Pharmacological Studies on 7-Hydroxymitragynine, Isolated from the Thai Herbal - KratomOne



Buy Kratom Forums Kratom General Discussion The Science of Kratom Pharmacological Studies on 7-Hydroxymitragynine, Isolated from the Thai Herbal

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    The research data: http://mitizane.ll.chiba-u.jp/metadb/up/assist1/Y2006-17.pdf

     

     

    the tl;dr:

     

    “Competition binding assays revealed that 7-hydroxymitragynine bound to opioid receptors in homogenates of guinea-pig brain membrane. Its affinities for three opioid receptor types were determined by evaluating the inhibition of binding of ligands to µ-, δ- and κ-opioid receptors. As a result, 7-hydroxymitragynine interacted with all three opioid sites, but bound preferentially to µ-opioid receptors”*

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    “We studied the opioid agonistic effects of the constituents of Mitragyna speciosa using in vitro assays. Among them, 7-hydroxymitragynine showed most potent opioid effect which was 17 fold more potent than that of morphine. …. 9-hydroxycorynantheidine showed partial agonistic effect on opioid receptors.”

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    Interestingly, [ 7-hydroxymitragynine] is very effective when administered orally. *The effect was 14–22 fold more potent than that of morphine when orally administered, and had a favorable bioavailability (oral/subcutaneous dose ratio). In addition, it induced a more rapid effect than morphine.

     

     

     

    “In general, *partial agonists have not only agonistic but also antagonistic effects.** To determine the µ-opioid partial agonistic properties of 9-hydroxycorynantheidine, we investigated the agonistic and antagonistic effect of 9-hydroxycorynantheidine in guinea-pig ileum. 9-Hydroxycorynantheidine shifted the concentration-response curves for µ-selective agonist DAMGO slightly to the right. Logically, a partial agonist antagonizes the pharmacological effect of a full agonist, which acts on the same receptor, at the concentration that shows maximal response… *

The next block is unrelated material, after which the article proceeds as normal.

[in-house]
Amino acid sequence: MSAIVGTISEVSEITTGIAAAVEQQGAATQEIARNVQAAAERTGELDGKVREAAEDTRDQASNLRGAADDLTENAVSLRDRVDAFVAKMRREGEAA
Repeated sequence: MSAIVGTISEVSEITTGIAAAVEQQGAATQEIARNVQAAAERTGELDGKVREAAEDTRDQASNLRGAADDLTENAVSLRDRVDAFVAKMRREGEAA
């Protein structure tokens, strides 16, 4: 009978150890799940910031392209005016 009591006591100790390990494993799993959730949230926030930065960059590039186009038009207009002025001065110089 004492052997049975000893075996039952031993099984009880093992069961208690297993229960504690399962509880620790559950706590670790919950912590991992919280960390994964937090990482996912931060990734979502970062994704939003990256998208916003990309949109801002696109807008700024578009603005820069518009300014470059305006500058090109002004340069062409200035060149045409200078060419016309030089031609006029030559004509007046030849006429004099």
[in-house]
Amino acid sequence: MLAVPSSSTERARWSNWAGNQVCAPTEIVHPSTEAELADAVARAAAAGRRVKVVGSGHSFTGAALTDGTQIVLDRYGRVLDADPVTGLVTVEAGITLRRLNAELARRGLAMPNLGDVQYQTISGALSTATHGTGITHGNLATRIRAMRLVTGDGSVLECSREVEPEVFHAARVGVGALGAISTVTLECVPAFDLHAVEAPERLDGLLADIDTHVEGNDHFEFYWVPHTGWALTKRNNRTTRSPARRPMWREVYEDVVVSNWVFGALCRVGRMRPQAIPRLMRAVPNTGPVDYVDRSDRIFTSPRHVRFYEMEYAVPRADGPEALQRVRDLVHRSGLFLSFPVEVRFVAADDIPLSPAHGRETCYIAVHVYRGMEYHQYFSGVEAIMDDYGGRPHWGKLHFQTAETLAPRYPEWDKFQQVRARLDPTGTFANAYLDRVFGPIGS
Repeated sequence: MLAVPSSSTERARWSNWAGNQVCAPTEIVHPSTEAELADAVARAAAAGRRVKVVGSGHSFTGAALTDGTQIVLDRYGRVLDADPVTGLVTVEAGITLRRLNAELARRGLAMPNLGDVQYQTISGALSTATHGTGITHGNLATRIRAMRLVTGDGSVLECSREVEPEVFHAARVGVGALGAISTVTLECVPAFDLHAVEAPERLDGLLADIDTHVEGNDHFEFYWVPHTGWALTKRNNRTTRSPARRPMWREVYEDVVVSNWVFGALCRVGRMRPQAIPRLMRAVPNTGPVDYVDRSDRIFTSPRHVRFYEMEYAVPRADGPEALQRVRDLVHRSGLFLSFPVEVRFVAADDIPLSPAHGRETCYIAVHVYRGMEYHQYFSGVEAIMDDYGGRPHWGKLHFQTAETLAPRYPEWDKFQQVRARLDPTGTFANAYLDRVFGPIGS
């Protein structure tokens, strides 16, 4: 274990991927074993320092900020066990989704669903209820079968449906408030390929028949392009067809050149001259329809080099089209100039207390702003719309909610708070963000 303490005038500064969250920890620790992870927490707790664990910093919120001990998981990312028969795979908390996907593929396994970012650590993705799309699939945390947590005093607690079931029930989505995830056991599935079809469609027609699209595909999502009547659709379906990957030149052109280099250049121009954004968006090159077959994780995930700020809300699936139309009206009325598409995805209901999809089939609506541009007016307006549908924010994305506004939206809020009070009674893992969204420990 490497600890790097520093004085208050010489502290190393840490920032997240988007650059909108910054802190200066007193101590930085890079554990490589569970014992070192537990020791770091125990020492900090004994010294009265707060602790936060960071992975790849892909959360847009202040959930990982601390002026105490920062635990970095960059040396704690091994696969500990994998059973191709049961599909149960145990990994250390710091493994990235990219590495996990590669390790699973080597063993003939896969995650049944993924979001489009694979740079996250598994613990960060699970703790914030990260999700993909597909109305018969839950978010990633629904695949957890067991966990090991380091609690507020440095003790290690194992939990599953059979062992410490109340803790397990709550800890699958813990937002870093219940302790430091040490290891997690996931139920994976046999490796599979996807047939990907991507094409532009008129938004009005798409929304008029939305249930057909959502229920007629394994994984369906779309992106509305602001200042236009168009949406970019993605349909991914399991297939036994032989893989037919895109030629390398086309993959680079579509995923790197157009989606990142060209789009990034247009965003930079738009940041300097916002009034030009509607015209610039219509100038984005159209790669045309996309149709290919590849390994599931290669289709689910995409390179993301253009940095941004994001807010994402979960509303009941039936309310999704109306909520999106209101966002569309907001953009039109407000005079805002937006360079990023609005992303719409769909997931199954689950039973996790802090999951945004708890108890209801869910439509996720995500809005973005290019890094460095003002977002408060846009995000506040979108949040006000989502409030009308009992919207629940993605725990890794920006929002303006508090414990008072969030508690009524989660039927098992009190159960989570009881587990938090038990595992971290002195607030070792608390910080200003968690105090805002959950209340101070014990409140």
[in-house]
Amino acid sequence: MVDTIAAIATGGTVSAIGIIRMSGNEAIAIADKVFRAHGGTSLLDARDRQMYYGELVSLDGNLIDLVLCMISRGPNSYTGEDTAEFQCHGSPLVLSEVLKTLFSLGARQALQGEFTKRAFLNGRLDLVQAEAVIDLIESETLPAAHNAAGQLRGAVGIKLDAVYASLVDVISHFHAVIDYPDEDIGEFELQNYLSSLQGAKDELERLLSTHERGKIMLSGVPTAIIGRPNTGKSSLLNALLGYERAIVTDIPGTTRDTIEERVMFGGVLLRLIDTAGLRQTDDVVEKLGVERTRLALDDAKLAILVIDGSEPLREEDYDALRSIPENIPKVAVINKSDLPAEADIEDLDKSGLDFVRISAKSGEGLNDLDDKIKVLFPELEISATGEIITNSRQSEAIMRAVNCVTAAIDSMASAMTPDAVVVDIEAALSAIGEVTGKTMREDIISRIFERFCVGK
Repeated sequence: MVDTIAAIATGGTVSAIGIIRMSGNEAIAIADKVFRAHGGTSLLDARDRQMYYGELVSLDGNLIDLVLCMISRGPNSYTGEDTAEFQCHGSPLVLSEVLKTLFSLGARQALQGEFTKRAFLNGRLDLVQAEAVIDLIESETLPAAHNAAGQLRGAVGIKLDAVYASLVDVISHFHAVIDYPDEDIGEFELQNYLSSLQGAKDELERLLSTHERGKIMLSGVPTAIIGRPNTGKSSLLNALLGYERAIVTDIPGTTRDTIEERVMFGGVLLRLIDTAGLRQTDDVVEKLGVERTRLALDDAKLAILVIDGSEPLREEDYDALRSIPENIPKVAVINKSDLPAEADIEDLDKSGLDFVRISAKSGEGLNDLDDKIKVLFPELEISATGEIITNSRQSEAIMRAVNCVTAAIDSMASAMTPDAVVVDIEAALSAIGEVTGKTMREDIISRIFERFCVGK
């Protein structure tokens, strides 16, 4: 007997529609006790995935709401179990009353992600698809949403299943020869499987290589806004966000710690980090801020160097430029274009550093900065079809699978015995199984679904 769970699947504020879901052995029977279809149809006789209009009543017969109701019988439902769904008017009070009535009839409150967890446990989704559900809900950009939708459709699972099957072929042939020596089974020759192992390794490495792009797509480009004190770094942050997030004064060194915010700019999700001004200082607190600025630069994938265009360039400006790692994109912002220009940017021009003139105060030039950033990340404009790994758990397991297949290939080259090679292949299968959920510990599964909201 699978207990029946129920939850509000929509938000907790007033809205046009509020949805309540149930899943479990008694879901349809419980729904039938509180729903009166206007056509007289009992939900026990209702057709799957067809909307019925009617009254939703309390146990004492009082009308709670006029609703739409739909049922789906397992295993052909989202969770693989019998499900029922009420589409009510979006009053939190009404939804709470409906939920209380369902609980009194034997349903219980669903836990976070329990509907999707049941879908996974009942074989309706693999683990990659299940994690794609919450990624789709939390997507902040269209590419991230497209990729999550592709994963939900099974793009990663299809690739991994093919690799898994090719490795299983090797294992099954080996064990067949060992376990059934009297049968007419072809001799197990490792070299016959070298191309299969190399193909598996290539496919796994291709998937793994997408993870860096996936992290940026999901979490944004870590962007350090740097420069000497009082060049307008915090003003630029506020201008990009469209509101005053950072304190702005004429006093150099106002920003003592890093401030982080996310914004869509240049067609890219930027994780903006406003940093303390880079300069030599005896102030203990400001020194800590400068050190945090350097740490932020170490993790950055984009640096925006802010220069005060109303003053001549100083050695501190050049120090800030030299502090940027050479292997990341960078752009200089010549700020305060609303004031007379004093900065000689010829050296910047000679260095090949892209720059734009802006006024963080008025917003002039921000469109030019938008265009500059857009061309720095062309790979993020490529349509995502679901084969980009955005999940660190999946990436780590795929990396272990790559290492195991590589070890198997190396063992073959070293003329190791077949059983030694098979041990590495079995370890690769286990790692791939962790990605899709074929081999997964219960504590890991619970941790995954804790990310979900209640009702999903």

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    “It is widely accepted that a full maximum response was elicited by a full agonist at very low concentrations, which can only occupy certain fractions among in all specific receptors present. Those receptors that are unoccupied when a full maximum response is already elicited by an agonist are termed “spare receptors”. Drugs with high intrinsic activity require fewer drug–receptor interactions than drugs with low intrinsic activity to produce a maximal effect leading to the concept of spare receptors…

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    “In general, full agonists do not need to bind spare receptors for their maximum effect, and thus full agonists can induce the maximum effect in the presence of some concentration of an irreversible antagonist, but partial agonist needs to bind all specific receptors inducing spare receptors to elicit maximum response, and the maximum response is reduced by the irreversible antagonist.”*

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